{⋆★⋆} BG Palmer, Joseph B.

Joseph Benjamin Palmer

General Palmer.jpg

Born: November 1, 1825

Birthplace: Rutherford County Tennessee

Father: Dr. William Howard Palmer 1801 – 1852

Mother: Mildred Ann Johns 1805 – 1833

Wife: Margaret J. Ballentine 1830 – 1886
(Buried: Maplewood Cemetery Pulaski Tennessee)​

Children:

Horace Edward Palmer 1855 – 1912​
(Buried: Evergreen Cemetery Murfreesboro Tennessee)​

Education:

Graduated from Union University in Murfreesboro Tennessee​

Occupation:

Attorney in Murfreesboro Tennessee​
Member of Tennessee State General Assembly​
1855 – 1859: Mayor of Murfreesboro Tennessee​

Civil War Career:

1861: Captain in 18th Tennessee Infantry Regiment​
1861 – 1864: Colonel of 18th Tennessee Infantry Regiment​
1862: Part of the Garrison that Surrendered at Fort Donelson​
1863: Wounded in right shoulder & right leg Battle of Stones River​
1863: Wounded in the right shoulder during the Battle of Chickamuga​
1863: District Commander in the Department of Tennessee​
1864: Participated in the Atlanta Campaign​
1864: Wounded during the Battle of Jonesborough​
1864 – 1865: Brigadier General of Confederate Army Infantry​
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1864: Participated in the Battle of Franklin, Tennessee​
1864: Part of the rearguard during the Battle of Nashville, Tennessee​
1865: Wounded during the Battle of Bentonville, North Carolina​
1865: Surrendered and Paroled at Greensboro, North Carolina​

1866: Pardoned by the United States Government​
Occupation after War:
1865 – 1890: Attorney in Murfreesboro, Tennessee​

Died: November 4, 1890

Place of Death: Murfreesboro, Tennessee

Cause of Death: Heart Attack

Age at time of Death: 65 years old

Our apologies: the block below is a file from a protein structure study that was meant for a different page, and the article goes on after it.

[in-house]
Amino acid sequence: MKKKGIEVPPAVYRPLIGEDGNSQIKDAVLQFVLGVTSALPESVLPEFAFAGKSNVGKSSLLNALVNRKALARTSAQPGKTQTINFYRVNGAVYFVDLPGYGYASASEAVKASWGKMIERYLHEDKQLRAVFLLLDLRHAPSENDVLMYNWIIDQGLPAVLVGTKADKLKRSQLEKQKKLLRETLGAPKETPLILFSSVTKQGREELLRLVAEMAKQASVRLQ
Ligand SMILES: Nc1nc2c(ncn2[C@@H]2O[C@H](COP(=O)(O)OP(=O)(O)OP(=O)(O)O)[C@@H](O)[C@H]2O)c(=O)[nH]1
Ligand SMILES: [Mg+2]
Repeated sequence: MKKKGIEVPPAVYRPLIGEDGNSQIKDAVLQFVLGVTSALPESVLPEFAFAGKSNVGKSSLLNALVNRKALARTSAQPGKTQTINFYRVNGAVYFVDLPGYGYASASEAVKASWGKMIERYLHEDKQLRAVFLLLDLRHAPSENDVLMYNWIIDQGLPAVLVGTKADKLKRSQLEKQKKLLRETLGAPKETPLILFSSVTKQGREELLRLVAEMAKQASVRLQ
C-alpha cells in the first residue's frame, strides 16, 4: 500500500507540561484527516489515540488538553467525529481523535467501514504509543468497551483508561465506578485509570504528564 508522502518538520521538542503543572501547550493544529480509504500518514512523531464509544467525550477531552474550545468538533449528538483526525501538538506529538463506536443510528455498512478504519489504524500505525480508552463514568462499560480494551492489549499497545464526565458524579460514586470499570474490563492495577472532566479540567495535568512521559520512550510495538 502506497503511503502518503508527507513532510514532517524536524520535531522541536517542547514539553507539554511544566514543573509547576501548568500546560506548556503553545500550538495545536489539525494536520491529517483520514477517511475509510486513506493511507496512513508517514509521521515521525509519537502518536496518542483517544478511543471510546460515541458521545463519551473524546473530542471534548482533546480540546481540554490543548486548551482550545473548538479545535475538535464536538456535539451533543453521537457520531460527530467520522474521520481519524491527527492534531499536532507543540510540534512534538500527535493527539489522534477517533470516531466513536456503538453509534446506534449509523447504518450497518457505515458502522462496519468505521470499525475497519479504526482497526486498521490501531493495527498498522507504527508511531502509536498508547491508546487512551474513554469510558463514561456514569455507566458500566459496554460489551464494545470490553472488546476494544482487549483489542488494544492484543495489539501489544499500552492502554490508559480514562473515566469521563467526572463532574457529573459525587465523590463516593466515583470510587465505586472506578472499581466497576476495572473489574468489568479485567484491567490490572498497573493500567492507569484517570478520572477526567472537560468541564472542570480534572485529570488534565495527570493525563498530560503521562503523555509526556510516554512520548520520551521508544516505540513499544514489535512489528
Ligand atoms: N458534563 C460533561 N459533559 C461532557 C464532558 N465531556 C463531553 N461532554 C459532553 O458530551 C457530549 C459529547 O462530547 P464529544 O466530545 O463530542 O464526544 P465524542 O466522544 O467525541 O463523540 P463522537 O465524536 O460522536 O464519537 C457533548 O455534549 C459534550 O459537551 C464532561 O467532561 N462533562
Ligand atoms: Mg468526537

Burial Place: Evergreen Cemetery, Murfreesboro, Tennessee


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Seduzal

Major
Retired Moderator
Joined
Jun 19, 2013
Location
Canton, North Carolina
Thanks for sharing this awesome article and photos. Never seen or heard this before learning something new. Also another piece of Civil War history found.
 

Polloco

Captain
Joined
Sep 15, 2018
Location
South Texas
In the final reorganization he was given a brigade composed of 38 Tennessee regiments and 2 battalions which were consolidated into four regiments.
 

Polloco

Captain
Joined
Sep 15, 2018
Location
South Texas
The biography that I'm reading, Stewart Sifkis's Who Was Who in the Civil War, lists Palmer's wounds 3 at Murfreesboro, 1 at Chickamauga, 1 Jonesboro and 1 at Bentonville.
 

Rhea Cole

1st Lieutenant
Joined
Nov 2, 2019
Location
Murfreesboro, Tennessee
General Palmer’s post war home is for sale. He built it on Main Street in Murfreesboro, Tennessee a couple of blocks east of the square. The house has been lovingly renovated by another general & his wife. It is a beautiful place. There is a tennis court & guest house. Because she had bad arthritis, there is an elevator. The house is a short walk from a grocery store, restaurants, summer concerts, Saturday farmer’s market & all the parades come to you. I live a few blocks away & can attest to what a great place the old part of Murfreesboro is. Your family could form up with us as living history volunteers at Stones River National Battlefield.
 

Rhea Cole

1st Lieutenant
Joined
Nov 2, 2019
Location
Murfreesboro, Tennessee
Palmer was an exceptional leader. For me, the outstanding example of his executive ability came during the waning hours of the first day at Stones River. General Bragg ordered Palmer to charge Union Gen. Hazen’s position at the Round Forrest. That was the hinge pin on which General Rosecrans’ line had bent back & held. Palmer lined his men up for the attack. In front of him was a scene of indescribable horror. The repeated piecemeal attacks that Bragg & General Polk had ordered to break the union line at that critical point had left a literal carpet of bodies laying along the line of advance. Numerous letters & journal entries stated that it was possible to walk from the starting line 1/2 mile to the swale in front of Hazen’s line where survivors went to ground stepping on bodies w/o touching the ground.
Unlike the commanders before him, Palmer reconnoitered the ground & ordered his me to fall back into the trees. Darkness settled in as firing along the line sputtered out. Refusing to order the futile attack was a decision of equal parts tactical rationality & moral courage. One of the units that preceded Palmer suffered 82% casualties, no wounded, no POW’s.
 

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